One of the risks adoptive parents face is a birth mother changing her mind and backing out of a placement.
At any point before she delivers, while at the hospital, even days or weeks after giving birth in some states or cases, she can change her mind and choose to keep her baby or ask for the baby back if she’s already placed him/her with a family.
It just comes with the territory, and no one can fault her for deciding not to go through with it, for choosing instead to parent herself. We would not fault a woman for doing that. It would be heartbreaking and sad, but we would be able to understand and sympathize with her choice.
That’s exactly what we thought happened to us this past Tuesday. Unfortunately, we have since learned that was not the case.
When our caseworker called us Tuesday morning to relay the news that the birth parents had changed their mind, she had only spoken to the birth father at that point. He’d told her that the baby arrived the night before (Monday night), that it happened so fast, and they just decided they couldn’t go through with the placement.
Again, very sad, but adoptive parents know this can happen and that it’s a risk. One of the reasons we chose the adoption agency that we did is their failure rate is very low, around 7%, compared to national averages in the 20-30% range.
We hung up the phone, and I spent the bulk of the rest of Tuesday puffy-eyed and in and out of crying spells.
At some point late in the afternoon, after I’d already shared my last blog post on social media, I got the idea to look at the birth mother’s Facebook profile. I don’t even know why it occurred to me. Maybe in the back of my mind I wanted to see the baby I thought would be ours and thought I might see something there… I really don’t know what drew me. I’m not friends with the birth mother on social media, but I had looked her up before when we first got matched.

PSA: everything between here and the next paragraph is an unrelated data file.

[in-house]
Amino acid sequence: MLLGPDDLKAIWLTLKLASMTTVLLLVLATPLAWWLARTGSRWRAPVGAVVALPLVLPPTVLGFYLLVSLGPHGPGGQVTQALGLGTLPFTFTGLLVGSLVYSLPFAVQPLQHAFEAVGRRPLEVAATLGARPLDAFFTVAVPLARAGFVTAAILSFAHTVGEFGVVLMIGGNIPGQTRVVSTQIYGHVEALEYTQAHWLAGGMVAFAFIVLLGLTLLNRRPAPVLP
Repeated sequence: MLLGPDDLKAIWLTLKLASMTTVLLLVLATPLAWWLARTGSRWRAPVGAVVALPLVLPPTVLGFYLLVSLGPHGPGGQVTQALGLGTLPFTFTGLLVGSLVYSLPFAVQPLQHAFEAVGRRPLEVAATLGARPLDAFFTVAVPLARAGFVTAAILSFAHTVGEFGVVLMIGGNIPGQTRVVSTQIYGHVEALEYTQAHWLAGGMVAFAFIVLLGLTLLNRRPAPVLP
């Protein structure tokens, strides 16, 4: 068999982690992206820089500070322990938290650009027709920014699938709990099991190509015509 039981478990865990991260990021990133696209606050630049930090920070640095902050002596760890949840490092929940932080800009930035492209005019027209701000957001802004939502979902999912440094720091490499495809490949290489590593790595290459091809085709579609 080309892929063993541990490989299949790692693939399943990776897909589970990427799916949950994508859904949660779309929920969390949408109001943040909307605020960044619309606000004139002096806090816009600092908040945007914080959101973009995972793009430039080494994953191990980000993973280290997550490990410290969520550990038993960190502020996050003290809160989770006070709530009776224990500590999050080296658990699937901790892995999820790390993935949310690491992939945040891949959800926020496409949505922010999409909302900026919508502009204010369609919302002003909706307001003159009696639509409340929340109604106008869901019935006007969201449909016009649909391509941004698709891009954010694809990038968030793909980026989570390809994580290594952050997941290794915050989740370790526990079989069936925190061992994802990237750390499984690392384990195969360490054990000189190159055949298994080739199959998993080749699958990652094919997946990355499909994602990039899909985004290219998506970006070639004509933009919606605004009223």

Sure enough, the first thing I saw were pictures of a new baby boy – his name, weight, length, and an excited mom. Then I noticed the date. The post was from Saturday.
But wait… they said he arrived last night.
I kept scrolling.
Another post from late Friday / early Saturday: “Well i had my baby 12:58”
And then it hit me.
I immediately screengrabbed the image and fired it off to our caseworker.
“She’s been lying to us. He was born on Saturday. Which means she lied to me via text over the weekend.”
Birth mom had been texting with me over the weekend—in fact, she initiated it—giving every indication she was still pregnant. She asked what we had planned for our son’s 3rd birthday. She talked about a headache she had and how she couldn’t take anything. She texted me Monday night to say she’d message me after her doctor appointment the next day, the one where they were going to talk about scheduling her to be induced.
But she’d already had the baby.
If a birth mother decides to parent, she is cut off from the financial assistance she’s been getting for living expenses, since the adoptive parents can no longer expect to receive a baby. Yet this birth mother continued asking the caseworker for money from her account for living expenses.